The surface and cross-sectional FESEM images of the LLDPEPPCF of film and roto grade before and after sonication are shown in Figures 2a-2f, 2a1-2f1 and 3a-3f, 3a1-3f1 respectively. The images are taken at a nominal magnification in range 15K to 80K. It is clear that 5% filler addition in LLDPE of film grade shows the homogeneous distribution of carbon in LLDPE support as compared to higher wt% (10, 15). However, with the increase in filler concentration, the rate of agglomeration effect increases in both film grade and roto grade. Moreover, the agglomeration effect is well significant in roto grade as compared to film grade as indicated from Figure 3c-3f. As sonication strongly affected by its peak power and amount of sample, the shock wave generates during sonication can easily propagate through the low-density liquid as compared to higher one. Hence lesser weight of the sample (weight of AC + weight of LLDPE) shows pronounces conformal coverage as compared to higher weight [19,36]. In addition to de-agglomeration, sonication helps to increase the mobility of pores, henceforth bigger pore diminishes and new continuous smaller pore generates, which happens due to increase in porosity. The large pore generated in PPCF might be the junction of several cracks or due to collapse of air bubble during calcination [37]. It can be seen that the large rift present at a cross-section of LLDPEF 2.2 before sonication becomes disappear after 0.5 h sonication and smaller thread like pore generate (Figure 2b1 and 2d1), which have a stronger impact on augumenting permeability and porosity. The effect of ultrasonic cavitation on small pore formation in LLDPEF 2.2 PPCF is represented in Figure 2a, 2b, 2a1 and 2b1 respectively.


Figure 2: FESEM surface images of LLDPE film grade PPCF before (left) and after (right) sonication with inserted cross-sectional images: (a,b) surface images of LLDPEF 2.2 and (a1,b1) corresponding cross-sectional images; (c,d) surface images of LLDPEF 2.3 and (c1,d1) corresponding cross-sectional images; (e,f) surface images of LLDPEF 3.2 and (e1,f1) corresponding cross-sectional images.


Figure 3: FESEM surface images of LLDPE roto grade PPCF before (left) and after (right) sonication with inserted cross-sectional images: (a,b) surface images of LLDPER 2.2 and (a1,b1) corresponding cross-sectional images; (c,d) surface images of LLDPER 2.3 and (c1,d1) corresponding cross-sectional images; (e,f) surface images of LLDPER 3.2 and (e1,f1) corresponding cross- sectional images.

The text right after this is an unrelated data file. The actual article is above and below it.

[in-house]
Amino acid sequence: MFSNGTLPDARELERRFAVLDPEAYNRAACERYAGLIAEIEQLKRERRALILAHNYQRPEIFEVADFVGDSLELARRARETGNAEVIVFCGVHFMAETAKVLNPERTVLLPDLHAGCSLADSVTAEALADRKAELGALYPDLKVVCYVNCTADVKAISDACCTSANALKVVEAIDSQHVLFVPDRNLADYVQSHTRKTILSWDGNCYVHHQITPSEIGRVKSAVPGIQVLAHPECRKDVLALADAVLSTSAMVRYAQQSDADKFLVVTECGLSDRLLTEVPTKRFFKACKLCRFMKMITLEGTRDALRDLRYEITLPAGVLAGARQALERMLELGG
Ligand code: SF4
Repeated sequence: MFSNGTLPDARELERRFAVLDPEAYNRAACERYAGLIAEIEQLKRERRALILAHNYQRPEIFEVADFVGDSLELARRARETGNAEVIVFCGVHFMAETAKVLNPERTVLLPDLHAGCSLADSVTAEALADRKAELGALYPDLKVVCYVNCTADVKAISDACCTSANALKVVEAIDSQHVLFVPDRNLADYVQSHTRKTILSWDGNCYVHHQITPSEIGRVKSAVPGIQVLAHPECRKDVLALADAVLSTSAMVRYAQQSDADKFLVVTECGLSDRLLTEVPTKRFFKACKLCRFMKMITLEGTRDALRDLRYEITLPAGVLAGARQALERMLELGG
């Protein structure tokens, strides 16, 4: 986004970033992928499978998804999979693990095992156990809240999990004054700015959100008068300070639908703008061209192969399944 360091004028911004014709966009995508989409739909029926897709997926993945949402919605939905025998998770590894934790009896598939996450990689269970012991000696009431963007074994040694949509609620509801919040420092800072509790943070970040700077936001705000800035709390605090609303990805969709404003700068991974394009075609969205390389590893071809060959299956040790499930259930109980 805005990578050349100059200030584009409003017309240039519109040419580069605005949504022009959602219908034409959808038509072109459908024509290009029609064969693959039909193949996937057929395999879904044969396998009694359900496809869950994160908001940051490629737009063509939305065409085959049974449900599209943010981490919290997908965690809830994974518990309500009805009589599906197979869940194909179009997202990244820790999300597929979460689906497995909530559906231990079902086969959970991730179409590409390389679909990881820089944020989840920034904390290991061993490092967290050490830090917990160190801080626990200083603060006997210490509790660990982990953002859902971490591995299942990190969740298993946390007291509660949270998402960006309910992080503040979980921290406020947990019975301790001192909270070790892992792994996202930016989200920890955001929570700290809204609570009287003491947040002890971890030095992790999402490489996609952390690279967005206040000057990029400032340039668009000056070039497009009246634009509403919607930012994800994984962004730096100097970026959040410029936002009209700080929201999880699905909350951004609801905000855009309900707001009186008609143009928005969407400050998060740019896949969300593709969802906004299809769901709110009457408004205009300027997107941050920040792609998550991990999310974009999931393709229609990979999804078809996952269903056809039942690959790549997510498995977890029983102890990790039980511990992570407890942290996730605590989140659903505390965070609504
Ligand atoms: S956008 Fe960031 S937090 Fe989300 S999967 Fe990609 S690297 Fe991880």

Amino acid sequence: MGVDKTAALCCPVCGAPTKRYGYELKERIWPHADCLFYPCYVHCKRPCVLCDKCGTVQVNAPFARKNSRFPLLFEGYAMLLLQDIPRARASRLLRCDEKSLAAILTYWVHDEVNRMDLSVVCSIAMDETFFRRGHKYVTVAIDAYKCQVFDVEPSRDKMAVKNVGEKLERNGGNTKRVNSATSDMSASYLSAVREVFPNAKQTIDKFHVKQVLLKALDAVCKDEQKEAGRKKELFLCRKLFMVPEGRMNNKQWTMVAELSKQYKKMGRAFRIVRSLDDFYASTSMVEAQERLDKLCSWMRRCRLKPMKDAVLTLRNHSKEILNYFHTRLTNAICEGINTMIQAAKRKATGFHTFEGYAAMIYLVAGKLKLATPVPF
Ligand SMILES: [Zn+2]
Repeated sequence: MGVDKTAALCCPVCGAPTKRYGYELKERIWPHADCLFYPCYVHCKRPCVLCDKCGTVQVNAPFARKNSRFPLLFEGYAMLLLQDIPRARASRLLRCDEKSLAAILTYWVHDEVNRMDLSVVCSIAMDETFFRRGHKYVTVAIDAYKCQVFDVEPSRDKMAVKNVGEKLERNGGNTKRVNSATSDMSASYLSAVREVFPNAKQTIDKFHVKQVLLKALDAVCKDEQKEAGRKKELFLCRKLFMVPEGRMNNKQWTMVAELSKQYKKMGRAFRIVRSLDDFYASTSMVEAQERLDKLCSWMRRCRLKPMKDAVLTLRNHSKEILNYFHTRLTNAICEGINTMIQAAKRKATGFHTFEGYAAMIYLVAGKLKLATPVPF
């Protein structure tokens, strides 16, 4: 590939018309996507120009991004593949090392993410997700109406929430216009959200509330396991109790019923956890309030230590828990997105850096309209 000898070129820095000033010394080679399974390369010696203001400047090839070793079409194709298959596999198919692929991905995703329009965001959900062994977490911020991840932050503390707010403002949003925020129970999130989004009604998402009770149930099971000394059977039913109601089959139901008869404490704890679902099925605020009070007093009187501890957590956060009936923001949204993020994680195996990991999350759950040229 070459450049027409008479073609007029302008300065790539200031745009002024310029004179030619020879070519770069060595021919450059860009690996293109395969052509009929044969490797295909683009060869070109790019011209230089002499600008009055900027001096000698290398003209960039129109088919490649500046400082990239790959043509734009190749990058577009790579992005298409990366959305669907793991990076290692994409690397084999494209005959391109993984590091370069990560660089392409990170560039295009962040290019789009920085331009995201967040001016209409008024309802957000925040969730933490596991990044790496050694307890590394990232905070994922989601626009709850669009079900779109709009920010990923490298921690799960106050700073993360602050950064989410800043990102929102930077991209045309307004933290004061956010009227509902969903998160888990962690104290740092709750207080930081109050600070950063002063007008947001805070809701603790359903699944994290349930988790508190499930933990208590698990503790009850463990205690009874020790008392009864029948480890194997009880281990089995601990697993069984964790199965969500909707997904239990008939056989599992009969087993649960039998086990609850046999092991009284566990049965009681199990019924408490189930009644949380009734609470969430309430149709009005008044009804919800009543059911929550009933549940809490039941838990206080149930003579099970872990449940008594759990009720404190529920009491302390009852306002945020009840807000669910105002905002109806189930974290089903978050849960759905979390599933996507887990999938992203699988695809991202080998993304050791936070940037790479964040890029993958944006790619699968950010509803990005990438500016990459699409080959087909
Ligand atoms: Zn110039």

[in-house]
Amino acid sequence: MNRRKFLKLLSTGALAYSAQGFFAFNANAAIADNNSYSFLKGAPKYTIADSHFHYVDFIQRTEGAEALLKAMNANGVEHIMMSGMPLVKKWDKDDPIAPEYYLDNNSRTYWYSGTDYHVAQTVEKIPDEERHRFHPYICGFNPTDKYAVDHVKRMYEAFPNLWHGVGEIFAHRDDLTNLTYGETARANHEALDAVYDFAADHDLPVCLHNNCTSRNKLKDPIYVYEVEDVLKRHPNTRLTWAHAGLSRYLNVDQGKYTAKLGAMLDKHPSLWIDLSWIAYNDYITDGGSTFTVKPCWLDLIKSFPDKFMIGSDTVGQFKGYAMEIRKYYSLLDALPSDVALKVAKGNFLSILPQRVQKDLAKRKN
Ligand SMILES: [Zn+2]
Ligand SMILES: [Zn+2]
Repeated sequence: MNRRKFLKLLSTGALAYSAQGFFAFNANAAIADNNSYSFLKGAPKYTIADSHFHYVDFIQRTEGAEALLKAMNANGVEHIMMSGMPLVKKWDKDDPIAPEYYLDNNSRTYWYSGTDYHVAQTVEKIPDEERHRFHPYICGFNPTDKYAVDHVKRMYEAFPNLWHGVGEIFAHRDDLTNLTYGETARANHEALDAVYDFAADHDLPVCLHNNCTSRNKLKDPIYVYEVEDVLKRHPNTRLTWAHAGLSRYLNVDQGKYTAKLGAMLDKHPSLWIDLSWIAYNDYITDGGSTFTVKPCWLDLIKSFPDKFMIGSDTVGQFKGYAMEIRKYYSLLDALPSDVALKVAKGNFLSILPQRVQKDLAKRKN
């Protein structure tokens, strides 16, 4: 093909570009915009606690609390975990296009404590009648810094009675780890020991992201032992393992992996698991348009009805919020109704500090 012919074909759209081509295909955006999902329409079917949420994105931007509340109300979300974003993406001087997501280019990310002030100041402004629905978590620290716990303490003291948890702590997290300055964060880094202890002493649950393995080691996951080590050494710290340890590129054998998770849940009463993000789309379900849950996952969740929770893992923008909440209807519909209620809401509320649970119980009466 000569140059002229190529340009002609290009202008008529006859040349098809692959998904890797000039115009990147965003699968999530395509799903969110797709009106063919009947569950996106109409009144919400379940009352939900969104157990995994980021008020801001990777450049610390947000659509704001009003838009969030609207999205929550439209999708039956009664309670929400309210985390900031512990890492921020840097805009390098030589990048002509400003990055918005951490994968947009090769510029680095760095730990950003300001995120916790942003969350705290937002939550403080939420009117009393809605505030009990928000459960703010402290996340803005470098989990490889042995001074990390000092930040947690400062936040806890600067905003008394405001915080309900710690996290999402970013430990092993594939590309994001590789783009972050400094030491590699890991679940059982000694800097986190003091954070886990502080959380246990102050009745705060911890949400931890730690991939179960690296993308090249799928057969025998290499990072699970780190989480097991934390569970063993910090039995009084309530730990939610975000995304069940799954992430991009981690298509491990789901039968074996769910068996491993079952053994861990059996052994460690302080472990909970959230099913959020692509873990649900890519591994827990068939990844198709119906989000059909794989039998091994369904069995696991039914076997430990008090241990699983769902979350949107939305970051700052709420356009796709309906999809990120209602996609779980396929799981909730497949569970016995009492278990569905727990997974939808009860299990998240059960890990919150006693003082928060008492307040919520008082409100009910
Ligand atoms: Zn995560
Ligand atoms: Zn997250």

Similarly, Energy Dispersive X-ray Spectroscopy (EDS) was done for qualitative comparison to reveal any change in elemental compositions of the PPCF before and after sonication. As the carbon is the major element of the PPCF, the peak intensity of the signal corresponds to carbon, does not vary before and after sonication which is clearly indicated from Figure 4a and 4b respectively.


Figure 4: Selected EDS of (a) LLDPEF 2.2 before sonication and (b) LLDPEF 2.2 after sonication.

Pore Size Distribution of PPCF

The statistical pore size distribution used to explicate the pore density, porosity and the nucleation of the new pores in the homogeneous area of the PPCF before and after the 0.5 h of sonication. The pore size distribution analysis mainly considers the “homogeneous” parts of the PPCF surface, which does not exhibit larger pore or any cracks. The pore is assumed to be circular and isolated from each other. The edge dislocation effect is neglected. The pore density is calculated by dividing the number of labeled pores per unit area, whereas the porosity is the total porous surface divided by total area of the image of the corresponding film. The calculated pore frequency is intended as the ratio of the number of pores with the pore radius between r and r+i (where i=0.5 μm is an interim gap between pore) to the total numbers of the pore. The theoretical calculation of the pore attribute is reported earlier [37]. The variation in pore-size is primarily due to the nature of frothing as well as the possibility of bubble coalescence [38]. The pore density, porosity and mean pore diameter for the two types of PPCF (LLDPEF 2.2, LLDPER 2.2) before and after sonication are given in Table 3.

Table 3. Pore size distribution of PPCF (LLDPER 2.2 and LLDPER 2.2).

Before After Before After
Pore Density ( 104 m-2) 0.053 ± 0.30 0.064 ± 0.20 0.013 ± 0.50 0.060 ± 0.80
Mean pore diameter (µm) 0.26 ± 0.27 0.15 ± 0.11 1.02 ± 1.13 0.54 ± 0.21
Porosity (%) 7.79 ± 0.15 11.57 ± 0.20 9.03 ± 0.20 10.28 ± 0.60